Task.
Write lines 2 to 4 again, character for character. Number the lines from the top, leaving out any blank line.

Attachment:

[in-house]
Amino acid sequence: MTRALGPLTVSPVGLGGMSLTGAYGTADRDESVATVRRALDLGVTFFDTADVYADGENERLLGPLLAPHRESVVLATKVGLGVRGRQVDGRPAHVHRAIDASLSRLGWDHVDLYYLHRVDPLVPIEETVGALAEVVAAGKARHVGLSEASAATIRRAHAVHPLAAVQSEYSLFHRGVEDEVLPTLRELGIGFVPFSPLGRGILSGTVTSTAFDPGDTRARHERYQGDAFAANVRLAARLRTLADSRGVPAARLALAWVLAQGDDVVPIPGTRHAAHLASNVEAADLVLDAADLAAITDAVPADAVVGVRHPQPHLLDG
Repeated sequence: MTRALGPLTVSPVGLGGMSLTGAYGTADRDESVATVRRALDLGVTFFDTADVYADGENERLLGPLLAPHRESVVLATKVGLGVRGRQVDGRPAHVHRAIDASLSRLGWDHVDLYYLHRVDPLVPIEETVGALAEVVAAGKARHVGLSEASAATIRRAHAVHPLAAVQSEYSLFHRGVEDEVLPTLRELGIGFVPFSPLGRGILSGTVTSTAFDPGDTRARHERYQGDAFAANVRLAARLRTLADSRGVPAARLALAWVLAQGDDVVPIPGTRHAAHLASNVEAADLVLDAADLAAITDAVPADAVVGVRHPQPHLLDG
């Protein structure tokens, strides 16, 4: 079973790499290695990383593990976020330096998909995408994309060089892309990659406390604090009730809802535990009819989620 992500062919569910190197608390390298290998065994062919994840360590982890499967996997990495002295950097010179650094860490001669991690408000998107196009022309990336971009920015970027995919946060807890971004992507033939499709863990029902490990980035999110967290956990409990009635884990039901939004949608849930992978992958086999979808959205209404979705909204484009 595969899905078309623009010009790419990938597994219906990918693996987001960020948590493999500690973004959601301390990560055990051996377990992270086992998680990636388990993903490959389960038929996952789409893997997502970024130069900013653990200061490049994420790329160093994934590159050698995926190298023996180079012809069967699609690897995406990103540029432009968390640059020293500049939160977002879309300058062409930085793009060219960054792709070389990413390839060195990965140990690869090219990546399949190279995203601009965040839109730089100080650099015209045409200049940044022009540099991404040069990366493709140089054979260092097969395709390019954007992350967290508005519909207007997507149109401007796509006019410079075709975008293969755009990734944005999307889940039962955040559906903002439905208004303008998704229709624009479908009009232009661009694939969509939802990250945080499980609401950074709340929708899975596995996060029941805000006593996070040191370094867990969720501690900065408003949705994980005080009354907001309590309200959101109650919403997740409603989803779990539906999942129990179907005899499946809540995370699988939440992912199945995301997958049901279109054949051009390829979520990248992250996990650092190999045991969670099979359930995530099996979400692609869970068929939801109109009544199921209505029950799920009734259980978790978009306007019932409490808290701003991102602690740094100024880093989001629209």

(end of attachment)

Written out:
Amino acid sequence: MTRALGPLTVSPVGLGGMSLTGAYGTADRDESVATVRRALDLGVTFFDTADVYADGENERLLGPLLAPHRESVVLATKVGLGVRGRQVDGRPAHVHRAIDASLSRLGWDHVDLYYLHRVDPLVPIEETVGALAEVVAAGKARHVGLSEASAATIRRAHAVHPLAAVQSEYSLFHRGVEDEVLPTLRELGIGFVPFSPLGRGILSGTVTSTAFDPGDTRARHERYQGDAFAANVRLAARLRTLADSRGVPAARLALAWVLAQGDDVVPIPGTRHAAHLASNVEAADLVLDAADLAAITDAVPADAVVGVRHPQPHLLDG
Repeated sequence: MTRALGPLTVSPVGLGGMSLTGAYGTADRDESVATVRRALDLGVTFFDTADVYADGENERLLGPLLAPHRESVVLATKVGLGVRGRQVDGRPAHVHRAIDASLSRLGWDHVDLYYLHRVDPLVPIEETVGALAEVVAAGKARHVGLSEASAATIRRAHAVHPLAAVQSEYSLFHRGVEDEVLPTLRELGIGFVPFSPLGRGILSGTVTSTAFDPGDTRARHERYQGDAFAANVRLAARLRTLADSRGVPAARLALAWVLAQGDDVVPIPGTRHAAHLASNVEAADLVLDAADLAAITDAVPADAVVGVRHPQPHLLDG
């Protein structure tokens, strides 16, 4: 079973790499290695990383593990976020330096998909995408994309060089892309990659406390604090009730809802535990009819989620 992500062919569910190197608390390298290998065994062919994840360590982890499967996997990495002295950097010179650094860490001669991690408000998107196009022309990336971009920015970027995919946060807890971004992507033939499709863990029902490990980035999110967290956990409990009635884990039901939004949608849930992978992958086999979808959205209404979705909204484009 595969899905078309623009010009790419990938597994219906990918693996987001960020948590493999500690973004959601301390990560055990051996377990992270086992998680990636388990993903490959389960038929996952789409893997997502970024130069900013653990200061490049994420790329160093994934590159050698995926190298023996180079012809069967699609690897995406990103540029432009968390640059020293500049939160977002879309300058062409930085793009060219960054792709070389990413390839060195990965140990690869090219990546399949190279995203601009965040839109730089100080650099015209045409200049940044022009540099991404040069990366493709140089054979260092097969395709390019954007992350967290508005519909207007997507149109401007796509006019410079075709975008293969755009990734944005999307889940039962955040559906903002439905208004303008998704229709624009479908009009232009661009694939969509939802990250945080499980609401950074709340929708899975596995996060029941805000006593996070040191370094867990969720501690900065408003949705994980005080009354907001309590309200959101109650919403997740409603989803779990539906999942129990179907005899499946809540995370699988939440992912199945995301997958049901279109054949051009390829979520990248992250996990650092190999045991969670099979359930995530099996979400692609869970068929939801109109009544199921209505029950799920009734259980978790978009306007019932409490808290701003991102602690740094100024880093989001629209």